Commissioner of Customs v. Sayed ali


There are three main organs of the government in a state – the legislature, the executive and the judiciary. According to the doctrine of separation of power, these three powers and functions of the government in a free democracy, always be kept separate and be exercised by three separate organs of the government. Thus the legislature cannot exercise executive and judicial power, the executive cannot exercise legislative or judicial power, and the judiciary cannot exercise legislative or executive power of the government. The administrative action is the meeting point of the three types of government functions. In the administrative process, all these three functions are vested into singe authority. So, in this case we are going to discuss about the separation of powers between the commissioner of customs and the assistant commissioner of custom in which their power of jurisdiction is decided.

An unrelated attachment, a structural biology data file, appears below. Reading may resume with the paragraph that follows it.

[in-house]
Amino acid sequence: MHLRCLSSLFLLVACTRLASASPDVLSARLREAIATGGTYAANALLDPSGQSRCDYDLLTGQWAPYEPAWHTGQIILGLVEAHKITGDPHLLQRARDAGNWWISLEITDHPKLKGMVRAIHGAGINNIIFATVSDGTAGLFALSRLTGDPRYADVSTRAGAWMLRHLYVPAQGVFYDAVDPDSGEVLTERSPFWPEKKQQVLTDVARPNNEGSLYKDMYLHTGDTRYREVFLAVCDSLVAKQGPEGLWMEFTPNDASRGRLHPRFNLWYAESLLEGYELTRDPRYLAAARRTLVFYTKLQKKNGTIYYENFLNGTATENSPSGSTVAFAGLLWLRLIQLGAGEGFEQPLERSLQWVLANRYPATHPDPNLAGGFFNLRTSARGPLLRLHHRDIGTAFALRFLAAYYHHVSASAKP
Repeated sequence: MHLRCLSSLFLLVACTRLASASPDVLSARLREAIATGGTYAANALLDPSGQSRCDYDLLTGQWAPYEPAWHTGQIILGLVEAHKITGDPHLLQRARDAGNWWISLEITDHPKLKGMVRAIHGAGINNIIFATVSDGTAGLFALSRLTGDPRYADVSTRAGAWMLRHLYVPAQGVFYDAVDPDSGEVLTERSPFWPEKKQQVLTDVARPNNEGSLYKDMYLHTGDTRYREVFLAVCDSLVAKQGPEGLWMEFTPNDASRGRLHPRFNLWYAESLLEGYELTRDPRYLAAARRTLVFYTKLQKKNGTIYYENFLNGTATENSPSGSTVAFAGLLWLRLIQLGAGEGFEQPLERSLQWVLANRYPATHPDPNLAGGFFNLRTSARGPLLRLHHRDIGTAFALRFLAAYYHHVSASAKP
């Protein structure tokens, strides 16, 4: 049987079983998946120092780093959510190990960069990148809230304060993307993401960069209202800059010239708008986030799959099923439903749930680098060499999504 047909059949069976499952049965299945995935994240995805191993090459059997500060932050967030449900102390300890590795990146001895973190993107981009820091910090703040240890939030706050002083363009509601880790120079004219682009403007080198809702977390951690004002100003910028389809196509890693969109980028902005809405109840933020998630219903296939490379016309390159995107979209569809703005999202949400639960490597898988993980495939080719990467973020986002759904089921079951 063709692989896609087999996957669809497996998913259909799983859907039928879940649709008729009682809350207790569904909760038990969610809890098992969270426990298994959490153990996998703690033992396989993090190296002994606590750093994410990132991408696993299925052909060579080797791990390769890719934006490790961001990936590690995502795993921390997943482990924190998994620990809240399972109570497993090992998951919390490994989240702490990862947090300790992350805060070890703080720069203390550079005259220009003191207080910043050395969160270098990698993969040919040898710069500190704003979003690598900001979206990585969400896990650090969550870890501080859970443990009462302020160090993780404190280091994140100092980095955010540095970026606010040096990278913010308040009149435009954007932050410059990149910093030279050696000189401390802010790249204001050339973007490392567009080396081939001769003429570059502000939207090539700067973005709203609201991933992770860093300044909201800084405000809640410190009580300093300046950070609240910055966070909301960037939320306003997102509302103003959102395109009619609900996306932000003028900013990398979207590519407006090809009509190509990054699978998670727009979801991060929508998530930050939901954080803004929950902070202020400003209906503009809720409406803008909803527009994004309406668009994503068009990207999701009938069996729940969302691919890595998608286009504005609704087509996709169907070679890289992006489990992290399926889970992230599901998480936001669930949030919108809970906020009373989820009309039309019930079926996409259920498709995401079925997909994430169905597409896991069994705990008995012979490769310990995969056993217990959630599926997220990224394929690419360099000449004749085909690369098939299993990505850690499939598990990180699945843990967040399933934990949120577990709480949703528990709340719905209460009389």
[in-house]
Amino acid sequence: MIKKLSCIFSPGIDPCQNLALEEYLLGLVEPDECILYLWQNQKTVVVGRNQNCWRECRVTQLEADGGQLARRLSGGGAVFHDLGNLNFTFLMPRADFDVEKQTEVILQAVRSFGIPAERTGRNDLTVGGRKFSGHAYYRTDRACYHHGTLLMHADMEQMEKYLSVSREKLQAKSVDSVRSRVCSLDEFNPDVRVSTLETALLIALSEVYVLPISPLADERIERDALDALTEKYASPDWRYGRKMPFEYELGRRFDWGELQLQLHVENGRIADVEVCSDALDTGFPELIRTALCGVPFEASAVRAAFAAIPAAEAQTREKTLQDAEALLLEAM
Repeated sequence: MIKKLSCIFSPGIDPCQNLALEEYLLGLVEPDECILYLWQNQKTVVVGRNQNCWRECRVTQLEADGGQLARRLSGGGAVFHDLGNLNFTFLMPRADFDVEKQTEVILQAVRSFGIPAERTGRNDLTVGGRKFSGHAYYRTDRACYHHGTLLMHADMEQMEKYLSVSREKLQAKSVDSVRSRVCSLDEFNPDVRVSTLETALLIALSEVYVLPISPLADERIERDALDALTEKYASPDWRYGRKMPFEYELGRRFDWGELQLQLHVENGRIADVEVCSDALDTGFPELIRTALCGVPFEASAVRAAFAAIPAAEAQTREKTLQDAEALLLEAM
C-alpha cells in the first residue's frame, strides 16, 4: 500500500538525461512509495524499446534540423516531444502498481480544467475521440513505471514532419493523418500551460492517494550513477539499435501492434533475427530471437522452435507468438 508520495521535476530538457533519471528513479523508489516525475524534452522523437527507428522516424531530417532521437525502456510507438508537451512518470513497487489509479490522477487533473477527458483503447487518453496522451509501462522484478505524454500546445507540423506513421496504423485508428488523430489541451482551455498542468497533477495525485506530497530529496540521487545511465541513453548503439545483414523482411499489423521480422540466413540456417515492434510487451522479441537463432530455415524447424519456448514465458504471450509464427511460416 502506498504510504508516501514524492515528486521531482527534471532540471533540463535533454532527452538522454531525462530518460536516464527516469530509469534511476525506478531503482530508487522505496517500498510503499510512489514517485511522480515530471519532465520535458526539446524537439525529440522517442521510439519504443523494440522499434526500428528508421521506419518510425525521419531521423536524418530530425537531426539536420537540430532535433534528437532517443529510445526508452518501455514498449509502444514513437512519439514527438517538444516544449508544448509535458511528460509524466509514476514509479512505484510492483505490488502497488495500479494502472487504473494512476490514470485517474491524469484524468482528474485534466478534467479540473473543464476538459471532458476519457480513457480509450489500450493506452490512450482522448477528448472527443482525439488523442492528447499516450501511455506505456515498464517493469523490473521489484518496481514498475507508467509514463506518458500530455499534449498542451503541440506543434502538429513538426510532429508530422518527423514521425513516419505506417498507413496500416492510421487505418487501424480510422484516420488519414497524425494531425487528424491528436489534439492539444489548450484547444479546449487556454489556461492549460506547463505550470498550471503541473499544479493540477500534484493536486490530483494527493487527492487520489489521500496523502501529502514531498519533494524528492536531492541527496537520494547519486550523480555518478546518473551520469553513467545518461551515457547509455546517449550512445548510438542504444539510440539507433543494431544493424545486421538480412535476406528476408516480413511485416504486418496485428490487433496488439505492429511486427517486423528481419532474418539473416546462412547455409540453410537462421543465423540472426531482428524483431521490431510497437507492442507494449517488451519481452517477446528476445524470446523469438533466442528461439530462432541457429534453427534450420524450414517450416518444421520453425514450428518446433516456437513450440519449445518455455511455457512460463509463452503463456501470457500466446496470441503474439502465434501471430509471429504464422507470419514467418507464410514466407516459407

In this case, Sayed Ali and his partner were engaged in a business of manufacturing or export of handloom carpet in a handloom carpet firm situated at Varanasi. They were charged with the misusing of export pass book scheme by selling duty free goods in the open market or selling the passbook on premium which is in contravention of the ITC restriction imposed on the sale of given duty free goods. Investigations and inquiry were operated by the marine and preventive wing of the customs. On august 28, 1991, the assistant collector of customs (preventive), issued to the defendant a show cause notice (show cause notice means a court order that needs a party to a dispute to appear before the court and explain why a certain course of action not required to be taken) charging violation of the provisions of Section 111(d) of customs Act, 1962. On February 3, 1993 the same assistant officer arbitrated upon the given show cause notice, ensuring the demand raised in the show cause notice. Being disturbed, the defendant prefer an appeal before the collector of customs (appeals) who allowed the appeal and holds that “since the matter involved demand of duty beyond a period of six months, the show cause notice was required to be issued by the collector and not by the assistant collector”. But in spite of this, the collector acknowledged the liberty to his department to re-arbitrate the case by issuing another the proper show cause notice. Subsequently he (preventive collector of customs) admitted proper show cause notice by enquiring as to why the seized goods valued at 1.04 lakh should not be annexed and custom duty upto 5.07 lakh be not be extort according to Section 28(1) of the customs act, 1962, by invoking extended limitation period and penalties under Section 112(a) & (b) (1) and (2) of the customs act were also suggested.